The saying of Dionysius is the basis of the philosophy of perfectionism: if I am not perfect or ideal, I am no good. This is an unrealsitic and destructive philosophy of life that causes unnecessary anger, disappointment, sadness, anxiety, stress and depression: I must be perfect to be good. Wrong. My parents, children, relatives, friends, spouse . . . the whole world . . . must be perfect in order to be good. Wrong. It is not the imperfections of things that cause sadness and anger and anxiety. It is our expectation that they be perfect. Our misery is self-caused and therefore can be self-healed. Alter your expectations and you alter your world. You don't have to change the world to be happy. You can change your expectations about the world, about yourself, about others and find peace of mind and joy of life again. Easier said than done. But do-able.

One does not have to be all-powerful to be strong. One does not have to be all-knowing to be wise. One does not have to be perfect to be good. This helps my depression.

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  • 3 weeks later...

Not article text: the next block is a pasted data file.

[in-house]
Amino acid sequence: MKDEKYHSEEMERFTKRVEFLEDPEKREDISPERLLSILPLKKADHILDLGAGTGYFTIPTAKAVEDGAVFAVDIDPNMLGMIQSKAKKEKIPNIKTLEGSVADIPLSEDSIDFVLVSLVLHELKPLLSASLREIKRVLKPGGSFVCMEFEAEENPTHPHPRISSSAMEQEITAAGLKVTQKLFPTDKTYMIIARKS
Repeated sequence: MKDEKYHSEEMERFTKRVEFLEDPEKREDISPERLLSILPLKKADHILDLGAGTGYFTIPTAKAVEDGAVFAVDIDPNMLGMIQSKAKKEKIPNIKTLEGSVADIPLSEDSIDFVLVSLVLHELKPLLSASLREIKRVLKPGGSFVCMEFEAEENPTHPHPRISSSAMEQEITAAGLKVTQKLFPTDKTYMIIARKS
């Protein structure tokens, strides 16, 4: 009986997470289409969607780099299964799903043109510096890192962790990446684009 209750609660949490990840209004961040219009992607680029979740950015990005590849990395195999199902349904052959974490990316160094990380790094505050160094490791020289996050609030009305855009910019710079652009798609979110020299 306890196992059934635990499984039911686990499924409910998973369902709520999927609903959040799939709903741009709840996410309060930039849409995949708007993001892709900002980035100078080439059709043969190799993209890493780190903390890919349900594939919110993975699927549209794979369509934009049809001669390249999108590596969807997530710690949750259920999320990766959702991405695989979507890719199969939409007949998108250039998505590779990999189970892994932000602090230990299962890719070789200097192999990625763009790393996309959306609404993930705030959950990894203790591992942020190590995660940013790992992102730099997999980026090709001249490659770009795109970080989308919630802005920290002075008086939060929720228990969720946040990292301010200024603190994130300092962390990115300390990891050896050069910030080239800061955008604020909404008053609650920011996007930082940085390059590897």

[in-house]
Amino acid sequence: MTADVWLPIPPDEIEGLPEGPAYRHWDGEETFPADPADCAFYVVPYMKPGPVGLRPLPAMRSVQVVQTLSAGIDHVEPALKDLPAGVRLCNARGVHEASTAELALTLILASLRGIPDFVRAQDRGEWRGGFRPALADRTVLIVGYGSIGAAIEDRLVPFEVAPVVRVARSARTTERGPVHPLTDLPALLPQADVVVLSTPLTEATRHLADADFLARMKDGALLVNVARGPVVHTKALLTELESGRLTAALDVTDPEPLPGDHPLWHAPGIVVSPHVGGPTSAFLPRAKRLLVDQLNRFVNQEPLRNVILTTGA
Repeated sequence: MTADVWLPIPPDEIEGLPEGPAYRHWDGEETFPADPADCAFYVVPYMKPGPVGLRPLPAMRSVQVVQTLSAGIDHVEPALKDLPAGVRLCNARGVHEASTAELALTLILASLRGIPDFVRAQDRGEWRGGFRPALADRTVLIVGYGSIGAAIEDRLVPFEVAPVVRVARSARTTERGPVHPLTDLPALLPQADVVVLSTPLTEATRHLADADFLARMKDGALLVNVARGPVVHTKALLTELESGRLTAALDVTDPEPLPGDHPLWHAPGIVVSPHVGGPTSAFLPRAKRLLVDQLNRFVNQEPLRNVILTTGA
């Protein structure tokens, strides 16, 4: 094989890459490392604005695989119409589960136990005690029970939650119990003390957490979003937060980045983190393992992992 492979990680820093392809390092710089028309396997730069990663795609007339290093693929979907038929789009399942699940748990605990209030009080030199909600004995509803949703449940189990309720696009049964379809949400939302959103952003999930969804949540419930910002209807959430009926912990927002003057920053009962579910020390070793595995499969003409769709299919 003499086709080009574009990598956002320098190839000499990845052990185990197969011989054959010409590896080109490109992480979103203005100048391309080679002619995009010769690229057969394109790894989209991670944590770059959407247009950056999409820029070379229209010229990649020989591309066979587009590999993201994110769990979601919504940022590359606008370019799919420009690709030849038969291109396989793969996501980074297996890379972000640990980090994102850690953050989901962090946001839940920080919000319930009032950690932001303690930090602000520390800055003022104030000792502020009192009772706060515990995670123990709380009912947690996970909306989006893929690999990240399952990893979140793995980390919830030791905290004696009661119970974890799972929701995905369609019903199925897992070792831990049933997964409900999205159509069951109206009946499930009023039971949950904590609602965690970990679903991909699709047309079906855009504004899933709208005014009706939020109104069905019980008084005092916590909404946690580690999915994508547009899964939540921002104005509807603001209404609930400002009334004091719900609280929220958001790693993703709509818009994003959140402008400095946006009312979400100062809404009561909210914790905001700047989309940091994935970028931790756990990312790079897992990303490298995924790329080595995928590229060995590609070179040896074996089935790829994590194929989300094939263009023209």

For me, it's writing. I started a personal blog recently in a bid to evacuate all of the negative thoughts that had accumulated from work and relationship related anxiety. All of these deeply negative and destructive thoughts that I thought I had got rid of in the past, all came back and with a lot of force and aggression. I found it hard to sleep for more than a couple of hours and found I was crying a lot, sometimes completely spontaneously. I didn't know what to do and felt my emotions were spiralling out of control, so I started blogging. I didn't really expect to get anything from it, apart from an immediate distraction from my internal screaming, but for whatever reason, it did help me. I found it very cathartic to let loose with wild abandon, saying whatever came to my mind without the worry of what others might say. I don't always feel like writing, but I've tried to keep it as a regular thing to do as it has proved to have a calming effect on me.

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Medication definitely plays a major role in my improvement over the years but I have found other solutions that make me feel good too. I am part of a service learning community at my school and have accumulated close to 100 hours of community engagement in a semester. Volunteering makes me feel great :) I also go to the gym daily and do yoga 5 days a week.